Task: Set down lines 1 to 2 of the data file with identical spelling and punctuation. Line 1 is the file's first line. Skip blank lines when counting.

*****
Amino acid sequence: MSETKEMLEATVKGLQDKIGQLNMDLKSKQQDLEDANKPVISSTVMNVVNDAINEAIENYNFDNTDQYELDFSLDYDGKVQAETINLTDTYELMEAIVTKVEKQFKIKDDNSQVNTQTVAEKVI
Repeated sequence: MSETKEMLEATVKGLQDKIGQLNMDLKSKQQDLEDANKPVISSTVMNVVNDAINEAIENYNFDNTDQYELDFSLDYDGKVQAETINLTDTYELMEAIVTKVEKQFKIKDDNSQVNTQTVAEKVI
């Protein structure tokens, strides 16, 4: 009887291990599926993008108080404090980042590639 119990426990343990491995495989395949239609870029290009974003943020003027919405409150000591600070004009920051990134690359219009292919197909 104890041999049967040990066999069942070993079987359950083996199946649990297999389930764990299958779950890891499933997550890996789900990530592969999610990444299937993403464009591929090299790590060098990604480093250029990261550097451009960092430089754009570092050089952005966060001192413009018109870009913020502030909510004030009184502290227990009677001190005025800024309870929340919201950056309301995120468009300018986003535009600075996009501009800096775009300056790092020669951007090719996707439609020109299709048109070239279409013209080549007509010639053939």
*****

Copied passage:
Amino acid sequence: MSETKEMLEATVKGLQDKIGQLNMDLKSKQQDLEDANKPVISSTVMNVVNDAINEAIENYNFDNTDQYELDFSLDYDGKVQAETINLTDTYELMEAIVTKVEKQFKIKDDNSQVNTQTVAEKVI
Repeated sequence: MSETKEMLEATVKGLQDKIGQLNMDLKSKQQDLEDANKPVISSTVMNVVNDAINEAIENYNFDNTDQYELDFSLDYDGKVQAETINLTDTYELMEAIVTKVEKQFKIKDDNSQVNTQTVAEKVI